New York - Volume II, Number 3 - December, 1997
DEPARTMENT OF INSURANCE FINES OXFORD FOR LATE PAYMENTS
The New York State Department of Insurance has imposed a $3 million fine against Oxford Health Plans for violations related to late payment of claims and failure to comply with other state insurance regulations, including issuing contracts not approved by the agency. Oxford was also ordered to pay $500,000 in restitution to its members and providers. The action comes on the heels of the new prompt payment law which, effective January 24, 1998, requires HMOs and other carriers to pay "clean claims" from physicians and providers within 45 days of receipt.
DOH RELEASES GUIDELINES FOR INTEGRATED DELIVERY SYSTEMS
The Departments of Health and Insurance have issued final guidelines for integrated delivery systems ("IDS"). The New York Health Care Reform Act of 1996 authorized the development of IDS or provider-sponsored networks (PSNs) (known, at the federal level, as provider sponsored organizations or PSOs). Previously, a few prepaid health service plans could provide services to Medicaid recipients, but there was no broad authority for PSNs. The new networks will be able to provide a broader array of services on a capitated basis. IDS would be covered by most of the same regulations as HMOs but the state insurance superintendent can establish less stringent financial solvency requirements for the new systems. The Medical Society of the State of New York (MSSNY) was able to obtain provisions in the new guidelines that allow the insurance department, when approving an IDS, to make case-case-by modifications to existing HMO financial solvency requirements for initial funding and net worth. At the federal level, a rule-making committee has agreed upon some financial solvency requirements for PSOs, such as continuation of benefits clauses, reserves, and hold harmless clauses for beneficiary protection, but remains divided on whether a PSOs assets should include "sweat equity," the ability of physicians to continue care while diverting 50% of reimbursement to cover PSO operating expenses.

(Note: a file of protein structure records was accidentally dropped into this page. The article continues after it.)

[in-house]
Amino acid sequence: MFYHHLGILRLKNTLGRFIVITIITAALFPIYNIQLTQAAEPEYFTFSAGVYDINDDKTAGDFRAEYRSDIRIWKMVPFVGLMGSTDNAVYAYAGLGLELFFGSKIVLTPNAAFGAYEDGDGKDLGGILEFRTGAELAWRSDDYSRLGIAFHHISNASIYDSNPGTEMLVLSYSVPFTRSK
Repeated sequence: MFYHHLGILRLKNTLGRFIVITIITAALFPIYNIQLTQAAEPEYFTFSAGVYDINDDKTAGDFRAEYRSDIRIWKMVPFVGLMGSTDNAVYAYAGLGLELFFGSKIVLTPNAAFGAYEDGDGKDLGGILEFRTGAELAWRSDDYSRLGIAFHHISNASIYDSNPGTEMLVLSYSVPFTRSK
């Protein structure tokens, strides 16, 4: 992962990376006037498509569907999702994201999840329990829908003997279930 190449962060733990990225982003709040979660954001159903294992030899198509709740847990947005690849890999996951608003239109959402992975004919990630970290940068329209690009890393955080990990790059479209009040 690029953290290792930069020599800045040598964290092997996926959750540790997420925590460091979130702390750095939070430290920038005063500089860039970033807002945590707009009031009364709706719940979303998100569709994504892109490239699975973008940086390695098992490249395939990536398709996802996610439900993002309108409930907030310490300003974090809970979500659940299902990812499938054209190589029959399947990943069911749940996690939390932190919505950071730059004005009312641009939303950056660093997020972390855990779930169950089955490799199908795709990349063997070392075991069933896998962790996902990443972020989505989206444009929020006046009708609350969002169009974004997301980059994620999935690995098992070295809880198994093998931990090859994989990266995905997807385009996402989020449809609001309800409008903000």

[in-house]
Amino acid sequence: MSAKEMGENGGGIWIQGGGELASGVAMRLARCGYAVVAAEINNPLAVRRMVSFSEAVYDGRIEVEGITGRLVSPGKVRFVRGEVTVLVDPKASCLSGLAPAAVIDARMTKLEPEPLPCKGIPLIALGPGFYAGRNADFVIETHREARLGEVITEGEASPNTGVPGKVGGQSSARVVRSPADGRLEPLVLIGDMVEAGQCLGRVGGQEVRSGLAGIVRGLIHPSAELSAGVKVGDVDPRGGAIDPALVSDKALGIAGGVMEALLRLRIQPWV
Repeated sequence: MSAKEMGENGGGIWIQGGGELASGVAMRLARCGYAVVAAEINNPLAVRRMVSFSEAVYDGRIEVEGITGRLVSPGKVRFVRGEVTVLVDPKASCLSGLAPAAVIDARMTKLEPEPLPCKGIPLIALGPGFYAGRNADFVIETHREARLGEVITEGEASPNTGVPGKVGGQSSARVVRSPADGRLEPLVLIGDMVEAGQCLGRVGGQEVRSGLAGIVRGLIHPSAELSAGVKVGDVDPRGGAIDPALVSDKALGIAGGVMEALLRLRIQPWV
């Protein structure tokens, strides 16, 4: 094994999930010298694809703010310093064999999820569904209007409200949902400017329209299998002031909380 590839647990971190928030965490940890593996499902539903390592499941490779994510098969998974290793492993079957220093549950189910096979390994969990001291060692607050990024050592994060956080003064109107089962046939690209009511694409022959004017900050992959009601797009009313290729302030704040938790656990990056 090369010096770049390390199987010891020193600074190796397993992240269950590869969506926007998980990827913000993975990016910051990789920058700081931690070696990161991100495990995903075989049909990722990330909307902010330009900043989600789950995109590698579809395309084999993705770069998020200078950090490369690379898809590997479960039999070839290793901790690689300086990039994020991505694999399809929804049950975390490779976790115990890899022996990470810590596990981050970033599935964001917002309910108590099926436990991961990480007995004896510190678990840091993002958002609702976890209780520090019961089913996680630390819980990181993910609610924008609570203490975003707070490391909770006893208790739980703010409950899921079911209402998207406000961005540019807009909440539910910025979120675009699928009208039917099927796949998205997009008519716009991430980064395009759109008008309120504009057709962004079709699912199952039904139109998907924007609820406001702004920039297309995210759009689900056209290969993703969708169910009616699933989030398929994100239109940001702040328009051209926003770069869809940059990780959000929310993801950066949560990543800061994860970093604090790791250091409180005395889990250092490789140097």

HCFAS 3-TIER AUDIT SYSTEM RESTRICTS PHYSICIANS RIGHTS
GHI, the Medicare contractor for the downstate Queens area, has initiated a new post-payment audit program that offers a Three-Option Consent Settlement Plan to physicians who come under audit (physicians who bill certain codes more often than same-specialty peers have been targeted). Two of the options--agreeing to the requested refund and negotiating a reduced refund--require waiver of a formal hearing. The third option constitutes a challenge to the refund demand and, although it provides appeal rights, can result in substantial documentation requirements and, ultimately, an even larger refund demand. MSSNY has called the plan "unfair and punitive." HCFA plans to extend the new audit system to physicians in areas covered by Empire Medicare Services and the Upstate Medicare Division. KACS can assist physicians notified of an audit.